Lindsay is a former NCAA DI college field hockey athlete and coach at both NCAA DI and DIII programs. Lindsay is just one of many former college and professional athletes and coaches who are part of the Next College Student Athlete team. NCSA’s history of digital innovation and long-standing relationship with the college coaching community has made it the largest and most successful collegiate athletic recruiting network in the country. 

If you want to join the roughly 6,200 NCAA college field hockey athletes, you’ll need to first learn how to effectively manage your recruiting process. This includes understanding how and when to update your recruiting profile, research prospective schools, schedule unofficial and official college visits, determine NCAA eligibility and meet all application deadlines.

While parents, guidance counselors and high school and club coaches make great resources, NCSA experts are also here to help you navigate the recruiting process with our complete guide to college field hockey recruiting.

NCAA Field Hockey Recruiting Rules and Calendar

A 2017 NCAA study on the college recruiting experience revealed that 70% of Division I field hockey players reported their first contact with a college coach happened before their junior year of high school. With field hockey being just one of a handful of sports that revealed a trend of early recruiting, the NCAA updated the recruiting rules and guidelines to slow down the process and create a more equal and positive recruiting experience for student-athletes. College coaches are prohibited from contacting recruits until after June 15 of the athlete’s sophomore year.

View a comprehensive list of the NCAA recruiting rules across each division level in our guide to the NCAA field hockey recruiting rules and calendar.

Field Hockey Recruiting Guidelines

What are college coaches looking for in field hockey recruits? While college coaches expect all recruits to possess some level of field hockey IQ, versatility and athleticism, they also have position-specific expectations across the five field hockey positions. For example, Division I college coaches look for goalies that are unfazed in high pressure situations, make consistent saves and have excellent hand-eye coordination.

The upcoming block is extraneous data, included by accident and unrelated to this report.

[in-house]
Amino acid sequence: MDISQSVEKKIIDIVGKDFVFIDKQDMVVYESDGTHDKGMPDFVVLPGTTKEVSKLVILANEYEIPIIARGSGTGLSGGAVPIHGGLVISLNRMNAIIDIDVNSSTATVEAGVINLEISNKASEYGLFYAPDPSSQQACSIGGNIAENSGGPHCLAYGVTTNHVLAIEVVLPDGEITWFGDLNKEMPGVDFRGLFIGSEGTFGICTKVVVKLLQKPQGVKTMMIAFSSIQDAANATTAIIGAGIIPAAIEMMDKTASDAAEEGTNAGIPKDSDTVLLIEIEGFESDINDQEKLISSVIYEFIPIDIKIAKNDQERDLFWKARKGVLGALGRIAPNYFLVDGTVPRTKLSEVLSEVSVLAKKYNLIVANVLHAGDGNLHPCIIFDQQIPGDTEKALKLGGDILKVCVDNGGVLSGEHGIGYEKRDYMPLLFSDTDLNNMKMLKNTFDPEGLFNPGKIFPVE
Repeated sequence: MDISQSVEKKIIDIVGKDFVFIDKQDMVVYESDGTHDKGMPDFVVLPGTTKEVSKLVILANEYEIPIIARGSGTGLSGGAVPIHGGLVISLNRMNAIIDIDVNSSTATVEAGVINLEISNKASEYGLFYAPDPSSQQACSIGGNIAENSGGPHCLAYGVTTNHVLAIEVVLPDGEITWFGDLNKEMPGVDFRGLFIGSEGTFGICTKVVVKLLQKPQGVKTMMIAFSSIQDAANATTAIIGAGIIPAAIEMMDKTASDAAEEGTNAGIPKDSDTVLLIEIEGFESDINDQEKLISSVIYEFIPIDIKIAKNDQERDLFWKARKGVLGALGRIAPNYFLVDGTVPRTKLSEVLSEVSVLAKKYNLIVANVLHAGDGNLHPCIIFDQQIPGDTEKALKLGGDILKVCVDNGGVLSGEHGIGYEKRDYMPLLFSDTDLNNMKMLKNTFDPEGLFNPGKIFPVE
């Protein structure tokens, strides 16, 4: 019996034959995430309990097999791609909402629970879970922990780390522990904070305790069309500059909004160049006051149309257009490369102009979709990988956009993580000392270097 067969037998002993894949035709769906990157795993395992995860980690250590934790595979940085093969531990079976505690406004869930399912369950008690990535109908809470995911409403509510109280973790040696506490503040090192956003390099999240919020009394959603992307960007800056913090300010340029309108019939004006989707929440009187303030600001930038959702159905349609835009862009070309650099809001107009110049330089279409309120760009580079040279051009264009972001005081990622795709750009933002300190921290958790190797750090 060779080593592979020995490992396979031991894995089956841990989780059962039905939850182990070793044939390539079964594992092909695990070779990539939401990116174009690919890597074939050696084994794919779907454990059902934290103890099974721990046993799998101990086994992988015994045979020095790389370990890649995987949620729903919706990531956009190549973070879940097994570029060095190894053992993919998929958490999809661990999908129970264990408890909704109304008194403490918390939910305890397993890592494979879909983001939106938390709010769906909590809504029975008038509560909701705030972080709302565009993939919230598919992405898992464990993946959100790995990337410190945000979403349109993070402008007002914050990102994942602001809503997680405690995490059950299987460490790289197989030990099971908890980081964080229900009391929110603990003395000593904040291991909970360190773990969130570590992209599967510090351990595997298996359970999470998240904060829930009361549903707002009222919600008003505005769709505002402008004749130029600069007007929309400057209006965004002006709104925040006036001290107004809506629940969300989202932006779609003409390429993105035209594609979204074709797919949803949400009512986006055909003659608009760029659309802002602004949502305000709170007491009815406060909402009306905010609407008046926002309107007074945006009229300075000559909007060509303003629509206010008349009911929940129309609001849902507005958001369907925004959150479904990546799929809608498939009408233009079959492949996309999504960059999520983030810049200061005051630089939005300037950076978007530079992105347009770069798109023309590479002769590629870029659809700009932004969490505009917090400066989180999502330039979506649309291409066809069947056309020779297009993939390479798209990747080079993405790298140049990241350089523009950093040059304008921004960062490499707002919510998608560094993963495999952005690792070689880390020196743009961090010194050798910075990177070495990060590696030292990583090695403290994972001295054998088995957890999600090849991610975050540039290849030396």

In our field hockey recruiting guidelines, we outline the experience level and skillset that college coaches look for in goalies, defenders, midfielders, sweepers and forwards at each division level.

The Recruiting Process

The college recruiting process doesn’t start when college coaches can begin contacting recruits. Instead, you and your family should kickstart the recruiting process during your freshman year with the following steps:

Research field hockey programs: There are 281 college field hockey programs scattered across the Northeastern, Mid-Atlantic, Southeastern and Midwest regions, with four programs in California. Start the recruiting process by identifying which of these programs best fit your academic, athletic, financial and social needs.
Build a recruiting profile: To get discovered by college coaches across the country, you’ll need to build a strong recruiting profile with relevant stats and a recruiting video that coaches can reference when creating their list of prospective recruits. Create your free NCSA recruiting profile here,
Create a recruiting video: As a result of the new NCAA rules, your recruiting video is likely the first time a college coach will see you compete. It’s important that your recruiting video highlights your versatility, field hockey IQ and athleticism, as well as the position-specific skills outlined in NCSA’s field hockey recruiting guidelines. Learn how to create and share your video.
Attend field hockey camps: Whether you’re attending a clinic, camp or showcase, these events can positively impact your college recruiting process by increasing your access and exposure to college coaches. Find a field hockey camp near you.
Contact college coaches: While you won’t hear from college coaches that are interested in recruiting you until after June 15 of your sophomore year, you can still reach out to coaches at your prospective schools to introduce yourself and express interest in the program. Learn how to write an introductory email.

Read more: How to Get Recruited for Women’s College Field Hockey.

Scholarship Opportunities

When awarding athletic scholarships, college coaches tend to prioritize positions that prevent scoring and put points on the board. So, if you want a field hockey scholarship, you’ll have to prove to college coaches that you can directly impact scoring opportunities.

As an NCAA equivalency sport, fully funded Division I and Division II college field hockey teams are allotted 12 and 6.3 full-ride equivalent scholarships, respectively. Unfortunately, not all programs are fully funded, leaving some college coaches with even smaller scholarship budgets. To make the most of this budget, coaches will award partial scholarships, rather than full rides. Student-athletes who receive a partial athletic scholarship are able to combine alternative forms of financial aid to cover costs.

Read more: The Ultimate Guide to College Field Hockey Scholarships.

 Top Ranked Women’s Field Hockey Colleges

To find the right college fit, you’ll want to begin your recruiting journey by evaluating what colleges offer academically, athletically, socially and financially. To help student-athletes through this process, NCSA develops annual Power Rankings that rank the top colleges and universities with field hockey programs based on factors, such as cost, size, location and academics. View a complete list of colleges offering field hockey